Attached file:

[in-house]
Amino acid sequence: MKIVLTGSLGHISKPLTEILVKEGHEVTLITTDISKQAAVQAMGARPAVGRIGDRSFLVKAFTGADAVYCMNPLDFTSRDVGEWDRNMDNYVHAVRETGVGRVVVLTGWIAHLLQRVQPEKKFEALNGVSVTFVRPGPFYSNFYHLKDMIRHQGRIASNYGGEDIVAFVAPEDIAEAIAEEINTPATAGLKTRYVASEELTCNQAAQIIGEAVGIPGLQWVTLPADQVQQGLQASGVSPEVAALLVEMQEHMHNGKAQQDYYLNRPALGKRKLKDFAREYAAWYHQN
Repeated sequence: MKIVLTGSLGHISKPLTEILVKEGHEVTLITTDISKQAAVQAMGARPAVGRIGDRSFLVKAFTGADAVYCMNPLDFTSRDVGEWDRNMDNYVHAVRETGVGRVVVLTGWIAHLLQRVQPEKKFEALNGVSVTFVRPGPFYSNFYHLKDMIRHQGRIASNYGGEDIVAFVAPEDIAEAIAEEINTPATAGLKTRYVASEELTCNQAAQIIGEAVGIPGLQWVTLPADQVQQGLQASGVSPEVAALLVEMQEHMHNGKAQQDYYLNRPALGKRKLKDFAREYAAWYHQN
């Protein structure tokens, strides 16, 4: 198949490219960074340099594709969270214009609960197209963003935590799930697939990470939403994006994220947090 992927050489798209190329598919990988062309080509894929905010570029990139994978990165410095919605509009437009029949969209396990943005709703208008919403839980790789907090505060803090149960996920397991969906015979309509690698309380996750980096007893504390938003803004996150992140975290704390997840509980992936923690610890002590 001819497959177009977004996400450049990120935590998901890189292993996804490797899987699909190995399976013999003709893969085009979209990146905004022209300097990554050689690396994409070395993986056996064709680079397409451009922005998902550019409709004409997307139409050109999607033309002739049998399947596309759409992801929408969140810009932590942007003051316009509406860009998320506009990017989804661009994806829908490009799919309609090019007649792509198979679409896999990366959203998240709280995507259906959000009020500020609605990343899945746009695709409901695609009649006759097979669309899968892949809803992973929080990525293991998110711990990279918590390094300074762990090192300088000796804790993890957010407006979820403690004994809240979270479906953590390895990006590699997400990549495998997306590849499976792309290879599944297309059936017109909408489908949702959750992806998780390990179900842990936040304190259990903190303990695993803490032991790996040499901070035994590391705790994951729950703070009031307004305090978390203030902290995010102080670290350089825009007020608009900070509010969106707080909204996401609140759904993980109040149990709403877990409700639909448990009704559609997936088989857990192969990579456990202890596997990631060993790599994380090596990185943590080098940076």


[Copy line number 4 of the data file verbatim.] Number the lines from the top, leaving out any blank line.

């Protein structure tokens, strides 16, 4: 198949490219960074340099594709969270214009609960197209963003935590799930697939990470939403994006994220947090 992927050489798209190329598919990988062309080509894929905010570029990139994978990165410095919605509009437009029949969209396990943005709703208008919403839980790789907090505060803090149960996920397991969906015979309509690698309380996750980096007893504390938003803004996150992140975290704390997840509980992936923690610890002590 001819497959177009977004996400450049990120935590998901890189292993996804490797899987699909190995399976013999003709893969085009979209990146905004022209300097990554050689690396994409070395993986056996064709680079397409451009922005998902550019409709004409997307139409050109999607033309002739049998399947596309759409992801929408969140810009932590942007003051316009509406860009998320506009990017989804661009994806829908490009799919309609090019007649792509198979679409896999990366959203998240709280995507259906959000009020500020609605990343899945746009695709409901695609009649006759097979669309899968892949809803992973929080990525293991998110711990990279918590390094300074762990090192300088000796804790993890957010407006979820403690004994809240979270479906953590390895990006590699997400990549495998997306590849499976792309290879599944297309059936017109909408489908949702959750992806998780390990179900842990936040304190259990903190303990695993803490032991790996040499901070035994590391705790994951729950703070009031307004305090978390203030902290995010102080670290350089825009007020608009900070509010969106707080909204996401609140759904993980109040149990709403877990409700639909448990009704559609997936088989857990192969990579456990202890596997990631060993790599994380090596990185943590080098940076």